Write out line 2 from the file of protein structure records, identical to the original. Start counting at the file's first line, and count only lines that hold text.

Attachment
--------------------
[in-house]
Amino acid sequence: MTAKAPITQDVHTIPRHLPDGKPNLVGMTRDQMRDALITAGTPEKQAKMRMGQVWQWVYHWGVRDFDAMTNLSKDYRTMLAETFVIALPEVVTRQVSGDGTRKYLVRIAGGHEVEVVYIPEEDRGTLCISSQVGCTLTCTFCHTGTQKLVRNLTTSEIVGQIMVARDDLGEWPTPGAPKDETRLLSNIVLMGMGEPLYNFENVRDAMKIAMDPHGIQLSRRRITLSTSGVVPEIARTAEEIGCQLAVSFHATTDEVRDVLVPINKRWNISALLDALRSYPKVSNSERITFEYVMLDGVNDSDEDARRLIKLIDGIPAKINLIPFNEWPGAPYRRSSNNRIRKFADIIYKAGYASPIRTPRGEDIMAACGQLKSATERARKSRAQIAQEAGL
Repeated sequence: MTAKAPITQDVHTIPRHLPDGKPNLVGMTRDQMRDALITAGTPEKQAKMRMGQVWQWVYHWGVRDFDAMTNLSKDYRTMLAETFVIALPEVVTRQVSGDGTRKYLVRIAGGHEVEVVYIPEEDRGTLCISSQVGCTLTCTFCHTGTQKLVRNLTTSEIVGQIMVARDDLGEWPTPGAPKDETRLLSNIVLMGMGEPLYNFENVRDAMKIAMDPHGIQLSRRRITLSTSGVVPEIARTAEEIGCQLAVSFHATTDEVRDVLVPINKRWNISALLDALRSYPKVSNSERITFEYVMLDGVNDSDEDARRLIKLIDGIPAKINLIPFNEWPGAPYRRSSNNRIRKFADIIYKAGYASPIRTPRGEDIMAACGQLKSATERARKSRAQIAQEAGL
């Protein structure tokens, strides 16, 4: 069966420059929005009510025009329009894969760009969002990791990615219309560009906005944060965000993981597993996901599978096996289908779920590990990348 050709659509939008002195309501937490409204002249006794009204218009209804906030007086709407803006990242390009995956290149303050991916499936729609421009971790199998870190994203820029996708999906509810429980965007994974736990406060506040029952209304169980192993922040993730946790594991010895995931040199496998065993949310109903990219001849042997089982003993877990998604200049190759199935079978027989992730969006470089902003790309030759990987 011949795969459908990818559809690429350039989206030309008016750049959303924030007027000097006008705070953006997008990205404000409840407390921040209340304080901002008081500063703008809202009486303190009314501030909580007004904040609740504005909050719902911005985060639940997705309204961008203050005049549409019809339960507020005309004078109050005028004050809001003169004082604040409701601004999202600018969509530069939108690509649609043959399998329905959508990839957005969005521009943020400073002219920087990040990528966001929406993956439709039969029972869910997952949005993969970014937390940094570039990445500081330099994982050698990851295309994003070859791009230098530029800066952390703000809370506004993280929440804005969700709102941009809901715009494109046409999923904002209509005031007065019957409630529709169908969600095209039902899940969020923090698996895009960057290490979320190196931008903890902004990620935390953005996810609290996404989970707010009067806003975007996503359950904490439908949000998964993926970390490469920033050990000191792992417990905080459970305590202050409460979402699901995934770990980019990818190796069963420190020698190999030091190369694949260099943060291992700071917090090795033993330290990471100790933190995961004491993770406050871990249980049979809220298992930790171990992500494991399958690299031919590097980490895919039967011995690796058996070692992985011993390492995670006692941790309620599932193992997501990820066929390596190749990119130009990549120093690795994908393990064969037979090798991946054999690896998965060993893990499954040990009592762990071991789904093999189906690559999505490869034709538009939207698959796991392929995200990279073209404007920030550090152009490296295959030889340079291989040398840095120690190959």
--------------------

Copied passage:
Amino acid sequence: MTAKAPITQDVHTIPRHLPDGKPNLVGMTRDQMRDALITAGTPEKQAKMRMGQVWQWVYHWGVRDFDAMTNLSKDYRTMLAETFVIALPEVVTRQVSGDGTRKYLVRIAGGHEVEVVYIPEEDRGTLCISSQVGCTLTCTFCHTGTQKLVRNLTTSEIVGQIMVARDDLGEWPTPGAPKDETRLLSNIVLMGMGEPLYNFENVRDAMKIAMDPHGIQLSRRRITLSTSGVVPEIARTAEEIGCQLAVSFHATTDEVRDVLVPINKRWNISALLDALRSYPKVSNSERITFEYVMLDGVNDSDEDARRLIKLIDGIPAKINLIPFNEWPGAPYRRSSNNRIRKFADIIYKAGYASPIRTPRGEDIMAACGQLKSATERARKSRAQIAQEAGL